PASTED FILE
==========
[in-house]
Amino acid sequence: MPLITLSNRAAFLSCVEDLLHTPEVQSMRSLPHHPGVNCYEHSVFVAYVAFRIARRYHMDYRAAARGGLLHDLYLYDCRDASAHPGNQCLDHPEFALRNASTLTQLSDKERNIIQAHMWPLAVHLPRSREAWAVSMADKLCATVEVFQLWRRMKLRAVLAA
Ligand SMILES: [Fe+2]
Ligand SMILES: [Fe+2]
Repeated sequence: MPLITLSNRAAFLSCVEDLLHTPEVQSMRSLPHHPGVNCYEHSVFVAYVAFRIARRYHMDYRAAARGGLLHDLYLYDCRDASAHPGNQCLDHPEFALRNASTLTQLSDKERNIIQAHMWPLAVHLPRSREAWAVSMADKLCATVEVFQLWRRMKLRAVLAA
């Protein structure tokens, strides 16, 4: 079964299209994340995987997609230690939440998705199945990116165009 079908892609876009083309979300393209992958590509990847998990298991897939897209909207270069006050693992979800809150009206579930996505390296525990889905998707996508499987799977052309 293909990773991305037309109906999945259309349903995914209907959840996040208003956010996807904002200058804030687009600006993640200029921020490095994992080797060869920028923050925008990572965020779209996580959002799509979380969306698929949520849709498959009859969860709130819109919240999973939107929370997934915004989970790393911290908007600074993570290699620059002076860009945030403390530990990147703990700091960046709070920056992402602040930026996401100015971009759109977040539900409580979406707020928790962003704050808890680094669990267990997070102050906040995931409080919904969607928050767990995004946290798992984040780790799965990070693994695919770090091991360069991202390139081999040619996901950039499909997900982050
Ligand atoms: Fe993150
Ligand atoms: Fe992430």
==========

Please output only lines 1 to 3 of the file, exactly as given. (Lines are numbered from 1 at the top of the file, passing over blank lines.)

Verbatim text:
[in-house]
Amino acid sequence: MPLITLSNRAAFLSCVEDLLHTPEVQSMRSLPHHPGVNCYEHSVFVAYVAFRIARRYHMDYRAAARGGLLHDLYLYDCRDASAHPGNQCLDHPEFALRNASTLTQLSDKERNIIQAHMWPLAVHLPRSREAWAVSMADKLCATVEVFQLWRRMKLRAVLAA
Ligand SMILES: [Fe+2]